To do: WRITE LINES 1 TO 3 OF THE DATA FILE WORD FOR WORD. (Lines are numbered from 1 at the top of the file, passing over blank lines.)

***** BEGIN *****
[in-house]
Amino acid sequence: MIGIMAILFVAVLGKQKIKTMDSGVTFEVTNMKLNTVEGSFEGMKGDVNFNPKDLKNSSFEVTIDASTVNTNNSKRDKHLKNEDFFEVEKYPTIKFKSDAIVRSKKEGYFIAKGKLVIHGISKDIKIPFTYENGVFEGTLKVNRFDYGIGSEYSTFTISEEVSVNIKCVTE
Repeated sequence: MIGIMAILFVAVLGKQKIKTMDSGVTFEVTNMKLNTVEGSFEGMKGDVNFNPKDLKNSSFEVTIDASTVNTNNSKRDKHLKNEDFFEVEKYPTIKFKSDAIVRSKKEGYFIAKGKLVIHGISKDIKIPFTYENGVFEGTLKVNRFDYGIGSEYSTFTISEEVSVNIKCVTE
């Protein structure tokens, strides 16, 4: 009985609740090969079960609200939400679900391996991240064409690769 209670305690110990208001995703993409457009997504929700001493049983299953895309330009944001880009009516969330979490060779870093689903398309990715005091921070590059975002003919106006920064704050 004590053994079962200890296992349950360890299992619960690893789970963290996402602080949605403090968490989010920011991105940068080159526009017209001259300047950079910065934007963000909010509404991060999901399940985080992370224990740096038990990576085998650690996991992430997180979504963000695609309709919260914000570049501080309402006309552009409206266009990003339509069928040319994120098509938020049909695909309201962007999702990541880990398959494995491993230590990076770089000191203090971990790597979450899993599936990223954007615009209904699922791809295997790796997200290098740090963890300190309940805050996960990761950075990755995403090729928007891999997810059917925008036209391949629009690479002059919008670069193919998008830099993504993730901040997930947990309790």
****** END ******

[in-house]
Amino acid sequence: MIGIMAILFVAVLGKQKIKTMDSGVTFEVTNMKLNTVEGSFEGMKGDVNFNPKDLKNSSFEVTIDASTVNTNNSKRDKHLKNEDFFEVEKYPTIKFKSDAIVRSKKEGYFIAKGKLVIHGISKDIKIPFTYENGVFEGTLKVNRFDYGIGSEYSTFTISEEVSVNIKCVTE
Repeated sequence: MIGIMAILFVAVLGKQKIKTMDSGVTFEVTNMKLNTVEGSFEGMKGDVNFNPKDLKNSSFEVTIDASTVNTNNSKRDKHLKNEDFFEVEKYPTIKFKSDAIVRSKKEGYFIAKGKLVIHGISKDIKIPFTYENGVFEGTLKVNRFDYGIGSEYSTFTISEEVSVNIKCVTE